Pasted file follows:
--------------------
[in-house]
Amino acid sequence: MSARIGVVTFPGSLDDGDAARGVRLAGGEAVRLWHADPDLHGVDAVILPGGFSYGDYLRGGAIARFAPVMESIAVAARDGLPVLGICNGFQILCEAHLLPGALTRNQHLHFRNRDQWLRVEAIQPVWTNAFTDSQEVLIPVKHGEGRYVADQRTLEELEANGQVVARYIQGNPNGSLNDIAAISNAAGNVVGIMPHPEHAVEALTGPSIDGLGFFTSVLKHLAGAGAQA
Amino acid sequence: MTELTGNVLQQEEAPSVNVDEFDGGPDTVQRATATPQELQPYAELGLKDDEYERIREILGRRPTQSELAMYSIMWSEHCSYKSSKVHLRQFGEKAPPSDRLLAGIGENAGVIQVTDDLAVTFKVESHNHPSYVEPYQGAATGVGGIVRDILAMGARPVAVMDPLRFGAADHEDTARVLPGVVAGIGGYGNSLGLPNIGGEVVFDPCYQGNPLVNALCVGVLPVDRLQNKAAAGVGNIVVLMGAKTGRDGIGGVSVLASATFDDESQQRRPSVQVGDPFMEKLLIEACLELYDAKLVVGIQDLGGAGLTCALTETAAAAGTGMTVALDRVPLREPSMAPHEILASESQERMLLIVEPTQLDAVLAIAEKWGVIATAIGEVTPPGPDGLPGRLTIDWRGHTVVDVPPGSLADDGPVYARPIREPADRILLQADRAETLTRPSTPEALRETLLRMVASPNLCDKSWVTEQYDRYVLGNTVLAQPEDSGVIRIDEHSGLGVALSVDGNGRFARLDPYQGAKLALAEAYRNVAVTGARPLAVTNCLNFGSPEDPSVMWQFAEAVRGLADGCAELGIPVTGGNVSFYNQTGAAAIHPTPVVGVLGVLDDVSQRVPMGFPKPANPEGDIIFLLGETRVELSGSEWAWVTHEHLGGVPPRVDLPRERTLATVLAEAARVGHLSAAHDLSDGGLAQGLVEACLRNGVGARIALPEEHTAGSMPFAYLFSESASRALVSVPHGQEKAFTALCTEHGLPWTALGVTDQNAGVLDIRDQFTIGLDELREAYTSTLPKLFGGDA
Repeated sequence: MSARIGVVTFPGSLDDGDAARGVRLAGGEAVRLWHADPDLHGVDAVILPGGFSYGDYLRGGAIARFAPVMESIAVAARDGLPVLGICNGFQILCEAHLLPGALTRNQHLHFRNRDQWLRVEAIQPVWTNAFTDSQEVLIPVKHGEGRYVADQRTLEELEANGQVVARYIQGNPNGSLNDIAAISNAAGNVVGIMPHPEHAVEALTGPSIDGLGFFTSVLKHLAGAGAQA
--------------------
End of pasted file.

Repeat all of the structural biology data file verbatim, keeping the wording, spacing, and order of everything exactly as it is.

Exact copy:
[in-house]
Amino acid sequence: MSARIGVVTFPGSLDDGDAARGVRLAGGEAVRLWHADPDLHGVDAVILPGGFSYGDYLRGGAIARFAPVMESIAVAARDGLPVLGICNGFQILCEAHLLPGALTRNQHLHFRNRDQWLRVEAIQPVWTNAFTDSQEVLIPVKHGEGRYVADQRTLEELEANGQVVARYIQGNPNGSLNDIAAISNAAGNVVGIMPHPEHAVEALTGPSIDGLGFFTSVLKHLAGAGAQA
Amino acid sequence: MTELTGNVLQQEEAPSVNVDEFDGGPDTVQRATATPQELQPYAELGLKDDEYERIREILGRRPTQSELAMYSIMWSEHCSYKSSKVHLRQFGEKAPPSDRLLAGIGENAGVIQVTDDLAVTFKVESHNHPSYVEPYQGAATGVGGIVRDILAMGARPVAVMDPLRFGAADHEDTARVLPGVVAGIGGYGNSLGLPNIGGEVVFDPCYQGNPLVNALCVGVLPVDRLQNKAAAGVGNIVVLMGAKTGRDGIGGVSVLASATFDDESQQRRPSVQVGDPFMEKLLIEACLELYDAKLVVGIQDLGGAGLTCALTETAAAAGTGMTVALDRVPLREPSMAPHEILASESQERMLLIVEPTQLDAVLAIAEKWGVIATAIGEVTPPGPDGLPGRLTIDWRGHTVVDVPPGSLADDGPVYARPIREPADRILLQADRAETLTRPSTPEALRETLLRMVASPNLCDKSWVTEQYDRYVLGNTVLAQPEDSGVIRIDEHSGLGVALSVDGNGRFARLDPYQGAKLALAEAYRNVAVTGARPLAVTNCLNFGSPEDPSVMWQFAEAVRGLADGCAELGIPVTGGNVSFYNQTGAAAIHPTPVVGVLGVLDDVSQRVPMGFPKPANPEGDIIFLLGETRVELSGSEWAWVTHEHLGGVPPRVDLPRERTLATVLAEAARVGHLSAAHDLSDGGLAQGLVEACLRNGVGARIALPEEHTAGSMPFAYLFSESASRALVSVPHGQEKAFTALCTEHGLPWTALGVTDQNAGVLDIRDQFTIGLDELREAYTSTLPKLFGGDA
Repeated sequence: MSARIGVVTFPGSLDDGDAARGVRLAGGEAVRLWHADPDLHGVDAVILPGGFSYGDYLRGGAIARFAPVMESIAVAARDGLPVLGICNGFQILCEAHLLPGALTRNQHLHFRNRDQWLRVEAIQPVWTNAFTDSQEVLIPVKHGEGRYVADQRTLEELEANGQVVARYIQGNPNGSLNDIAAISNAAGNVVGIMPHPEHAVEALTGPSIDGLGFFTSVLKHLAGAGAQA